Oli was certainly grateful of that extra attention to detail when he fitted the lovely new item. The previous horrible mess was so knackered that even I was content to watch him bin it rather than let me try to salvage some “get you home” emergency wiring from it. As a result of the loom being a near-perfect fit straight out of the box, Oli was done far sooner than expected and put the car in for an MoT test in mid-December. The good news from the point of view of my storage woes was that it failed.

    The bad news was that it failed. Typically for the Triumph, it was a similar list of problems to pretty much every year: some welding, a bush or two and something minor and electrical (in this case, the impeller pump for the washer bottle). That bought a little more time but my original thinking that the car would be away until spring was undone by 6 January when, for the first time in more than 12 months, the Beast became legal. On picking it up, I instantly became addicted all over again. In approaching 20 years of ‘ownership’, the joyous thrills of driving the Beast have never dimmed and it still brings out the hooligan in me.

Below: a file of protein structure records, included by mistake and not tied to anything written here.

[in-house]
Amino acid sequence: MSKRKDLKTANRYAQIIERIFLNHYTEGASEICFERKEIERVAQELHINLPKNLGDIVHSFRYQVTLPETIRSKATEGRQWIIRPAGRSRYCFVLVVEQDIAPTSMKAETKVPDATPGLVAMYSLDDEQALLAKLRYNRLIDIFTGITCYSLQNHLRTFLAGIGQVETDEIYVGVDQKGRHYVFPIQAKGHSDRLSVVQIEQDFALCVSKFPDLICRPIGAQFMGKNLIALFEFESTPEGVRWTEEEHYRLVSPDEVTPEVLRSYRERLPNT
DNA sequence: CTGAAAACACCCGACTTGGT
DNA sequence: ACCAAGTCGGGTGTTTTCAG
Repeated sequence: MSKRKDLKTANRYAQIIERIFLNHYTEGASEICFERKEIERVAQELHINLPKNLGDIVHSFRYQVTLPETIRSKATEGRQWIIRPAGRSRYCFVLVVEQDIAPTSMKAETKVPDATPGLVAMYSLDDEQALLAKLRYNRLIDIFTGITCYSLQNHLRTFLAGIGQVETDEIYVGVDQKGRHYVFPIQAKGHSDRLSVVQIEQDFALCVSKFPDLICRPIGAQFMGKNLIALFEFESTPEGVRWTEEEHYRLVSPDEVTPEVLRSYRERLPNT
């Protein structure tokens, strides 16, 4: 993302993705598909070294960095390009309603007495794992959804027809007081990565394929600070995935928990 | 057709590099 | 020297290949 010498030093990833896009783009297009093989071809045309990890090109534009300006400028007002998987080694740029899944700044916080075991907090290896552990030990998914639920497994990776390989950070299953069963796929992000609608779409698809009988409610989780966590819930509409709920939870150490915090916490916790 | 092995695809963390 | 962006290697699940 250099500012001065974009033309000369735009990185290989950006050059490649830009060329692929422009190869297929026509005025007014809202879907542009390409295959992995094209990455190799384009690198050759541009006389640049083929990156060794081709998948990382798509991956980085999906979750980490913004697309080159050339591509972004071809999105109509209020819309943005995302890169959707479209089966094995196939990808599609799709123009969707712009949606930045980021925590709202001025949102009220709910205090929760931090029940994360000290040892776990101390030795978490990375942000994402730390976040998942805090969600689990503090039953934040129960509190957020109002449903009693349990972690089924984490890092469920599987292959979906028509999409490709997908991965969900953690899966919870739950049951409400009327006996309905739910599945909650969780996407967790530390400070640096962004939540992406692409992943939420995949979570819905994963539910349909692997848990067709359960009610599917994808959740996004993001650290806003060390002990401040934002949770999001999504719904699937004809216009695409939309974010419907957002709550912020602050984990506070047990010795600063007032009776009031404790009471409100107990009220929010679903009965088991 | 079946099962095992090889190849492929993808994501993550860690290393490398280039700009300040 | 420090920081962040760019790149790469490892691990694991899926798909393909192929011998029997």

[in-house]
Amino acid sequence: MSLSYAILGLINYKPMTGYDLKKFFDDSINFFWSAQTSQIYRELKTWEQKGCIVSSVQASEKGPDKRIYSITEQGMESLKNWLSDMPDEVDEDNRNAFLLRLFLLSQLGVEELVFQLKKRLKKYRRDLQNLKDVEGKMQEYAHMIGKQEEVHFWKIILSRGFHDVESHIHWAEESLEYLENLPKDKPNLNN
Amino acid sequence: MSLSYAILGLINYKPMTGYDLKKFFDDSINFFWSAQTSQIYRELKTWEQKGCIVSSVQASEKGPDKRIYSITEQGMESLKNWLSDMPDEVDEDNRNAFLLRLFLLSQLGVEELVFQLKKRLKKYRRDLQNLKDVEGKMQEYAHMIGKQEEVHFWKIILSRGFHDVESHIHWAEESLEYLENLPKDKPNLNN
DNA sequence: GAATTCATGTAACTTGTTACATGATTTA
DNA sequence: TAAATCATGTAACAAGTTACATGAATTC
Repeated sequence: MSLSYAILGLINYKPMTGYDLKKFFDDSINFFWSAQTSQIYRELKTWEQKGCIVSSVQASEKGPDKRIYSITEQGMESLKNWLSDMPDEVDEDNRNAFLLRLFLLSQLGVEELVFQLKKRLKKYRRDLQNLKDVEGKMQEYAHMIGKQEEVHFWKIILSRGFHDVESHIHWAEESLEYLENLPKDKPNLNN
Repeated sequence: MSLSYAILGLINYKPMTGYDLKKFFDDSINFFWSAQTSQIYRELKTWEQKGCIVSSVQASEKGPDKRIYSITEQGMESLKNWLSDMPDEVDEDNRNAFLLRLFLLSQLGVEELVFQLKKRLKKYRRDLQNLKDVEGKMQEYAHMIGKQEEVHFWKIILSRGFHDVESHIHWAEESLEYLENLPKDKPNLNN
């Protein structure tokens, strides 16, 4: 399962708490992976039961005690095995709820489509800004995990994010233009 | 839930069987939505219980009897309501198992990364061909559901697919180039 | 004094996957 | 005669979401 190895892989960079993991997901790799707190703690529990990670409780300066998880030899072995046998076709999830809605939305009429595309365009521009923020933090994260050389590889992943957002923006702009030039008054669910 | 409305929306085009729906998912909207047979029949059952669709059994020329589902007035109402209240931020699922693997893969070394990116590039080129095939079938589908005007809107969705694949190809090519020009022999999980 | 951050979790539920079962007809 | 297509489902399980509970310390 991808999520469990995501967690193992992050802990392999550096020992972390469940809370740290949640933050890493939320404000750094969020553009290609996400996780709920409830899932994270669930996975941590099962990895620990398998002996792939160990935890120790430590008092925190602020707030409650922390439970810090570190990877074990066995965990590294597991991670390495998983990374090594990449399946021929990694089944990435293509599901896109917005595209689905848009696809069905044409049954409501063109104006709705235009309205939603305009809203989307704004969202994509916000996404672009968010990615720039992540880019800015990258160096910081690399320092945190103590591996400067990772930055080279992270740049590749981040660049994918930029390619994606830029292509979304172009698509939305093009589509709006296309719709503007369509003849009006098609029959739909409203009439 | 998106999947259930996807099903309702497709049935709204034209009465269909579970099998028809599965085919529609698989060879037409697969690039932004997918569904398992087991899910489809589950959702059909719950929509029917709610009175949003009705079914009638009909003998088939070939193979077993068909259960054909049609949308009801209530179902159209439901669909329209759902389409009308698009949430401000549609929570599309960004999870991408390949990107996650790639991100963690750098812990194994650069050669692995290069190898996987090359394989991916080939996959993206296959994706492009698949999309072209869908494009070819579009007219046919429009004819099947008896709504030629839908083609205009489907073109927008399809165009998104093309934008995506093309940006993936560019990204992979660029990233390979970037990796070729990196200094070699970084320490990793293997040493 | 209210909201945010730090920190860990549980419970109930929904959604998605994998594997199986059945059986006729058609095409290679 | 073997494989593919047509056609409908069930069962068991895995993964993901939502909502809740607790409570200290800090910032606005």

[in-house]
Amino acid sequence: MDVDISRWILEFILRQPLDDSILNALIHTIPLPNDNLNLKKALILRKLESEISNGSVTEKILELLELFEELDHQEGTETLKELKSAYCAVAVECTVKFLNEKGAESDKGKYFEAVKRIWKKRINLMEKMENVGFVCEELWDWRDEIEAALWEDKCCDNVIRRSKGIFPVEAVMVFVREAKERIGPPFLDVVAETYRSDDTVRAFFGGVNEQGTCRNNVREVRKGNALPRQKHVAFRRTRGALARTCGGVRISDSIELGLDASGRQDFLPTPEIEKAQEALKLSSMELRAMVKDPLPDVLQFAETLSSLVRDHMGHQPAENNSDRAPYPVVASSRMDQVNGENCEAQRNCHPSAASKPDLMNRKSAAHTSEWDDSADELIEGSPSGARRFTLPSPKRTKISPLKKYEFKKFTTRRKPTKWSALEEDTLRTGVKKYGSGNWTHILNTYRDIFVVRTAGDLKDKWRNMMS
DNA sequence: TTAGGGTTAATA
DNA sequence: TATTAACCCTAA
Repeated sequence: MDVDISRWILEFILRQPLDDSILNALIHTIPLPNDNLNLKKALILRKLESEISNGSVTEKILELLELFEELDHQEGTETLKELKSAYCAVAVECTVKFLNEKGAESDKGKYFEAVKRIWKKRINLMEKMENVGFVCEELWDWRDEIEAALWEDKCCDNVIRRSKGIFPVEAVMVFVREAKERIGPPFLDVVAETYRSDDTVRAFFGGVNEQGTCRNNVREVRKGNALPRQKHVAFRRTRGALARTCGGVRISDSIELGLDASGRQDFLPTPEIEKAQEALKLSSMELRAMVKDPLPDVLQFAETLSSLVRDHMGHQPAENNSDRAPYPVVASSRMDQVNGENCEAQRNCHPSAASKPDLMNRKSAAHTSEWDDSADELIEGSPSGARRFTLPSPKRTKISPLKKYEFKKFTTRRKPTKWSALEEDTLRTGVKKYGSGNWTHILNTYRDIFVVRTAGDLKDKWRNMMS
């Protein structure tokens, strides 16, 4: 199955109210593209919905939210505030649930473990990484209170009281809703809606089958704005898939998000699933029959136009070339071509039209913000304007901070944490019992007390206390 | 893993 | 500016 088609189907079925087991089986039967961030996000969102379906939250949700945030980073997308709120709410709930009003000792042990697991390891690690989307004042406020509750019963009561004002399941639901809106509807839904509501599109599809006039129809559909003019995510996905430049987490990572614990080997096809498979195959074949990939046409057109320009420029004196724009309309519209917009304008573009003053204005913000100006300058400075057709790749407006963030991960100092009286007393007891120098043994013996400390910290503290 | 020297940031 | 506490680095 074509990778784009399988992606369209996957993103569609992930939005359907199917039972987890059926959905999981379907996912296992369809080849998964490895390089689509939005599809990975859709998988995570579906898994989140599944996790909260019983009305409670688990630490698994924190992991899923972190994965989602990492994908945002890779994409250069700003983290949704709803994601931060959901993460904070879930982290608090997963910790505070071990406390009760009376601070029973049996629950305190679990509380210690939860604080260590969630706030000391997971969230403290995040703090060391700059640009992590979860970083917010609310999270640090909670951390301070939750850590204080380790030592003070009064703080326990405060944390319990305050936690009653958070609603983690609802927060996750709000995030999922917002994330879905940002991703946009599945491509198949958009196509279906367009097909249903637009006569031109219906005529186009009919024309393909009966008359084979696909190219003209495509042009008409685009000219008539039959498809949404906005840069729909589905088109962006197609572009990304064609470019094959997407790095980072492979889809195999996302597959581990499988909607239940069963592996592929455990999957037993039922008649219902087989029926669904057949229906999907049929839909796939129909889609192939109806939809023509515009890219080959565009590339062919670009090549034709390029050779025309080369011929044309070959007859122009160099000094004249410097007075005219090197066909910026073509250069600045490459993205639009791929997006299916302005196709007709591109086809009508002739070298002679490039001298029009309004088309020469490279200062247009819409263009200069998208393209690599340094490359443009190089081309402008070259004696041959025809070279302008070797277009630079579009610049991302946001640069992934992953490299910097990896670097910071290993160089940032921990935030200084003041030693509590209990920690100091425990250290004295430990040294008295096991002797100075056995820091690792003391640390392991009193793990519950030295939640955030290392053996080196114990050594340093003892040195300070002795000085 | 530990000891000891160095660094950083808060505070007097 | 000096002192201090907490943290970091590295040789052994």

It isn’t the fastest car in the world, but it is the best-sounding and there is just something a bit lairy and outlaw about it. My relationship with it is like forever being stuck in the first three months of a romance, and I guess that’s why I’ve never parted with it when so many other classics have come and gone.